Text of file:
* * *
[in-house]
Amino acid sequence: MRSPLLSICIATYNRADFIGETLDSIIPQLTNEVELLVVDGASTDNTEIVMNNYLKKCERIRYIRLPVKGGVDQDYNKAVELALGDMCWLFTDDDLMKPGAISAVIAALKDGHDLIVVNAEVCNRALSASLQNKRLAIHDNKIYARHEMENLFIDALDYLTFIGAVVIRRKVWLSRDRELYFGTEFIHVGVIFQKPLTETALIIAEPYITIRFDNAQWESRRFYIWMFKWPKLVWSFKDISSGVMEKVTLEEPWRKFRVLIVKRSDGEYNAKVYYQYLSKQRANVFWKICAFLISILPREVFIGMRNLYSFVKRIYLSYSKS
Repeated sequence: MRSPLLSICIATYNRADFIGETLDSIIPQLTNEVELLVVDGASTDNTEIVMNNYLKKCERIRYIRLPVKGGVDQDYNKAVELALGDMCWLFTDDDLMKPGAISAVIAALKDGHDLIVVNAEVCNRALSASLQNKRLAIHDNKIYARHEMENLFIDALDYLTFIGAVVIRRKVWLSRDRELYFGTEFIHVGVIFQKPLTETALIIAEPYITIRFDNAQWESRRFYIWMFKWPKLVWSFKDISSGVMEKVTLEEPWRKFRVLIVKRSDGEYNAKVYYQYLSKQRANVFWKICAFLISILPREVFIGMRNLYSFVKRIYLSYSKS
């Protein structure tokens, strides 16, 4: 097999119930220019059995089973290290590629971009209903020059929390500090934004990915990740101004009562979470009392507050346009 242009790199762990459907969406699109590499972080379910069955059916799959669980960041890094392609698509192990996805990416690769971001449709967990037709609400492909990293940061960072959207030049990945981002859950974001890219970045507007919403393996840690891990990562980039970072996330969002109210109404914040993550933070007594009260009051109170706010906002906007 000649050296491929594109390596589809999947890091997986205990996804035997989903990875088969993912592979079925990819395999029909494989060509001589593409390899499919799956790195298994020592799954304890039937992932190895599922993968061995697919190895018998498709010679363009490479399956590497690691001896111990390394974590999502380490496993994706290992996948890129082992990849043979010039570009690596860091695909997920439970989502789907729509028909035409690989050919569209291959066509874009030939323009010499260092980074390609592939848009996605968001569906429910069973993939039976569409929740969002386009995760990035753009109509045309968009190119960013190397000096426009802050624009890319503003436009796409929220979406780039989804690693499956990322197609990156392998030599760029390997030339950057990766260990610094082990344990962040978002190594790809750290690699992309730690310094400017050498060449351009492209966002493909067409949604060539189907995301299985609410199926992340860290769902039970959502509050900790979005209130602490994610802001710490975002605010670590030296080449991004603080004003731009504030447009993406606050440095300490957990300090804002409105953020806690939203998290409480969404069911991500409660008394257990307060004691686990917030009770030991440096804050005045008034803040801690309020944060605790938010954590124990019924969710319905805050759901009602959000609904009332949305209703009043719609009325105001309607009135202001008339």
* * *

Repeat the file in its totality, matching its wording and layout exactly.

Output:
[in-house]
Amino acid sequence: MRSPLLSICIATYNRADFIGETLDSIIPQLTNEVELLVVDGASTDNTEIVMNNYLKKCERIRYIRLPVKGGVDQDYNKAVELALGDMCWLFTDDDLMKPGAISAVIAALKDGHDLIVVNAEVCNRALSASLQNKRLAIHDNKIYARHEMENLFIDALDYLTFIGAVVIRRKVWLSRDRELYFGTEFIHVGVIFQKPLTETALIIAEPYITIRFDNAQWESRRFYIWMFKWPKLVWSFKDISSGVMEKVTLEEPWRKFRVLIVKRSDGEYNAKVYYQYLSKQRANVFWKICAFLISILPREVFIGMRNLYSFVKRIYLSYSKS
Repeated sequence: MRSPLLSICIATYNRADFIGETLDSIIPQLTNEVELLVVDGASTDNTEIVMNNYLKKCERIRYIRLPVKGGVDQDYNKAVELALGDMCWLFTDDDLMKPGAISAVIAALKDGHDLIVVNAEVCNRALSASLQNKRLAIHDNKIYARHEMENLFIDALDYLTFIGAVVIRRKVWLSRDRELYFGTEFIHVGVIFQKPLTETALIIAEPYITIRFDNAQWESRRFYIWMFKWPKLVWSFKDISSGVMEKVTLEEPWRKFRVLIVKRSDGEYNAKVYYQYLSKQRANVFWKICAFLISILPREVFIGMRNLYSFVKRIYLSYSKS
């Protein structure tokens, strides 16, 4: 097999119930220019059995089973290290590629971009209903020059929390500090934004990915990740101004009562979470009392507050346009 242009790199762990459907969406699109590499972080379910069955059916799959669980960041890094392609698509192990996805990416690769971001449709967990037709609400492909990293940061960072959207030049990945981002859950974001890219970045507007919403393996840690891990990562980039970072996330969002109210109404914040993550933070007594009260009051109170706010906002906007 000649050296491929594109390596589809999947890091997986205990996804035997989903990875088969993912592979079925990819395999029909494989060509001589593409390899499919799956790195298994020592799954304890039937992932190895599922993968061995697919190895018998498709010679363009490479399956590497690691001896111990390394974590999502380490496993994706290992996948890129082992990849043979010039570009690596860091695909997920439970989502789907729509028909035409690989050919569209291959066509874009030939323009010499260092980074390609592939848009996605968001569906429910069973993939039976569409929740969002386009995760990035753009109509045309968009190119960013190397000096426009802050624009890319503003436009796409929220979406780039989804690693499956990322197609990156392998030599760029390997030339950057990766260990610094082990344990962040978002190594790809750290690699992309730690310094400017050498060449351009492209966002493909067409949604060539189907995301299985609410199926992340860290769902039970959502509050900790979005209130602490994610802001710490975002605010670590030296080449991004603080004003731009504030447009993406606050440095300490957990300090804002409105953020806690939203998290409480969404069911991500409660008394257990307060004691686990917030009770030991440096804050005045008034803040801690309020944060605790938010954590124990019924969710319905805050759901009602959000609904009332949305209703009043719609009325105001309607009135202001008339």